overturning the ecosystem and gravely impacting life for marine life.
Pollution - human pollutants are causing a lot of harm to coral reefs. Fertilisers, herbicides and pesticides all runoff from farmland on the shore that
results in less clarity in the water. This leads to lack of sun exposure that may kill the coral reef.
Climate Change - the consequences of human-induced climate change are colossal. The impacts of increased ultraviolet radiation, anomalies in ocean
temperature and increased ocean acidiﬁcation result in tissue damage, exposure to disease, bleaching frequency and change of skeletal formation
including the secretion of calcium carbonate that will ultimately destroy coral reefs.
Sea Life Depletion - as over 25% of ﬁsh species reside in coral reefs, when marine life is caught, this not only affects coral reefs but the entire species
of that speciﬁc ﬁsh. This not only affects coral reefs by gradually decreasing its population but also humans as well, especially those that are
dependent on food for sustenance.
Diving - when divers touch coral reefs, they damage the delicate structure of the ecosystem. Photographs, residue left from boats such as petroleum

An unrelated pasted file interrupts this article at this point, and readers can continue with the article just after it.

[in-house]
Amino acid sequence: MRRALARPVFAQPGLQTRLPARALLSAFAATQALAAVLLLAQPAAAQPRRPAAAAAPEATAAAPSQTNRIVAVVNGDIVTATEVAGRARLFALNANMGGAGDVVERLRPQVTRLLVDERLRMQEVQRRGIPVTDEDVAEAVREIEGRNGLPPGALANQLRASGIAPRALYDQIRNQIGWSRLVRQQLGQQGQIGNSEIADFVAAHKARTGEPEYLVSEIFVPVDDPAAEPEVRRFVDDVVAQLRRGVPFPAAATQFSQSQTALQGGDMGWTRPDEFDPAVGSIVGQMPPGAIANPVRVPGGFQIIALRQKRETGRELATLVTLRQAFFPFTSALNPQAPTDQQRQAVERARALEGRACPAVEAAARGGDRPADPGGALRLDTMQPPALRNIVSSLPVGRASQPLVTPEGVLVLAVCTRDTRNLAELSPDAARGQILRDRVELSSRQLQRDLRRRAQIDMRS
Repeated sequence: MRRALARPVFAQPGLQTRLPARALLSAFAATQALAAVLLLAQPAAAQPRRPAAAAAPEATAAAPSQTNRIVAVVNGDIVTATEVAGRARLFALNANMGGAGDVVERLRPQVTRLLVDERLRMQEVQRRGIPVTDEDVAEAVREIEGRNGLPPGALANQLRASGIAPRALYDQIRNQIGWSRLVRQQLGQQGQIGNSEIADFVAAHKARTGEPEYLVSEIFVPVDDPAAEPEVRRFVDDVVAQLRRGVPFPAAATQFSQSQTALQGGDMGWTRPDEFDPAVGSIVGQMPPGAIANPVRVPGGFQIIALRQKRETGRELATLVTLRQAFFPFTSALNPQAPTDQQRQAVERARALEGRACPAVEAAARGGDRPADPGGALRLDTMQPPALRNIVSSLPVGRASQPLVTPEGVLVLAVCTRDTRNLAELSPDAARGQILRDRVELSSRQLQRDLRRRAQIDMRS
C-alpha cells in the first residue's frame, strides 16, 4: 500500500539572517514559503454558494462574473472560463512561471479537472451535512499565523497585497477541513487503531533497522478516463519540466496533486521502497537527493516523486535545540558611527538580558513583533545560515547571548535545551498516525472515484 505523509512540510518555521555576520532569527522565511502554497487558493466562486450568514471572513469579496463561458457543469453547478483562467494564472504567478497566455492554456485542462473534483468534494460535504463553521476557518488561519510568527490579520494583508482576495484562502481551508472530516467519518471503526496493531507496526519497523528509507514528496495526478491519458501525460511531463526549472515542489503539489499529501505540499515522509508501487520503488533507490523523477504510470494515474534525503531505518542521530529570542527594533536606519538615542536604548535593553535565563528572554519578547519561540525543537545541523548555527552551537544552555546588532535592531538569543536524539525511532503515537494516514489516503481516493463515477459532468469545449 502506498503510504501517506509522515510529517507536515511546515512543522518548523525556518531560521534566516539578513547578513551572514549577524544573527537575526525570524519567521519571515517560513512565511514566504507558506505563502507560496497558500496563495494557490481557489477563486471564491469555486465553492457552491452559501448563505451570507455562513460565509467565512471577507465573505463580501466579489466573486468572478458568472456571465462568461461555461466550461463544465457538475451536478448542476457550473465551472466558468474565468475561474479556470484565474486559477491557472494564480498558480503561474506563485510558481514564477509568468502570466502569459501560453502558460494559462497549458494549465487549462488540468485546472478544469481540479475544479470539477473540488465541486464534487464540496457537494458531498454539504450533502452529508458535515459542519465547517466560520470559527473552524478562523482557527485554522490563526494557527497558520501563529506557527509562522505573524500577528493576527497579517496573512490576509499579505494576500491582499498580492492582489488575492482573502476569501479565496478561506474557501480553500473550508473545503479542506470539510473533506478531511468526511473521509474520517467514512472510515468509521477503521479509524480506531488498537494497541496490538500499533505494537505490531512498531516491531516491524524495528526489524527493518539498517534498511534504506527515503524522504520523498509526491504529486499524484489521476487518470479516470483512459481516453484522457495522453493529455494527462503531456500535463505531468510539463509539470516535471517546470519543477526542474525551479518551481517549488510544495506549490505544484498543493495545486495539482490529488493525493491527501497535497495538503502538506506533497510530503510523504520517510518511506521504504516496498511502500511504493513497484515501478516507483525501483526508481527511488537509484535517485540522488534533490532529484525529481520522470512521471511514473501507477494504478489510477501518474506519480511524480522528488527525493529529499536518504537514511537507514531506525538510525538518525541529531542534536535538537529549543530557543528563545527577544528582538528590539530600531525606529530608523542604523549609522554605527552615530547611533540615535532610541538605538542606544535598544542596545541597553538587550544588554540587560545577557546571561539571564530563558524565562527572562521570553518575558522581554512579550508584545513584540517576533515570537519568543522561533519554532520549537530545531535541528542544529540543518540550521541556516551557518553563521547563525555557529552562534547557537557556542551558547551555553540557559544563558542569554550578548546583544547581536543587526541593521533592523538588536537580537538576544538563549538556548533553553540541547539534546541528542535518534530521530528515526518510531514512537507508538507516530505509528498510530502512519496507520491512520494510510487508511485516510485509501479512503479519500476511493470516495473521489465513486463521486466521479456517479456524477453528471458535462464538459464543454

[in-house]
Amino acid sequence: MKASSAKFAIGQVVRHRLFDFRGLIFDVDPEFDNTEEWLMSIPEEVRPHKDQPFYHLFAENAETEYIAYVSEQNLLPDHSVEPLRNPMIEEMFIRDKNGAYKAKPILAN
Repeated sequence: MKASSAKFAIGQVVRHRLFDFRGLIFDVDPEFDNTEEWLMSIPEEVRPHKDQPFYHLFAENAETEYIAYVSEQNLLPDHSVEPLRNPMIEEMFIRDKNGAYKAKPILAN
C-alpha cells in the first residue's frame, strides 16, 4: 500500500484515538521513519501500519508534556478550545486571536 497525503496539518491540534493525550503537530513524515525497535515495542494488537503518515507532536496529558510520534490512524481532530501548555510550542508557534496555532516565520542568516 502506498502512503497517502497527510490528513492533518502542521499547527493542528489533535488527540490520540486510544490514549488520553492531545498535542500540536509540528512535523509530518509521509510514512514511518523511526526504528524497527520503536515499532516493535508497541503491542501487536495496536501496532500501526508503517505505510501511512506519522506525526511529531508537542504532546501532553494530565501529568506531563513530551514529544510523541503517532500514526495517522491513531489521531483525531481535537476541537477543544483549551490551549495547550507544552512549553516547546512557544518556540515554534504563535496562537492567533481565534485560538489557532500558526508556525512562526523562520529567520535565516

and waste material, collisions between humans and the ecosystems shape the entire coral reef.
Minimum - Marine.
Range - 15%
Rank - 27%
Average - 33.33%
Location of Coral Reefs
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Presence of Coral Reefs
A physical map is a interpretation of natural location, depicting where a feature is on the Earth’s surface. This physical
map displays the location of coral reefs, the red marks indicating the presence of the ecosystem. As observable, SouthEast Asia hosts the most amount of coral reefs including the Great Barrier Reef (18.261°S,147.7°E)
Topography Of The Formation Of Coral Reefs
A topographic map is a detailed, large-scale map of part of the Earth’s surface, illustrating selected features of the
physical environment. As the topography of coral reefs is inconsistent, the hand-drawn map shows the formation of
Climatic Map of Coral Reefs
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A thematic map is used to illustrate a theme such as climate or rainfall. This map shows the temperature of the water in
coral reefs around the world. As you can see, the Mesoamerican Barrier Reef (14.1°N, 87.22°W) thrives in both warm
and cold water.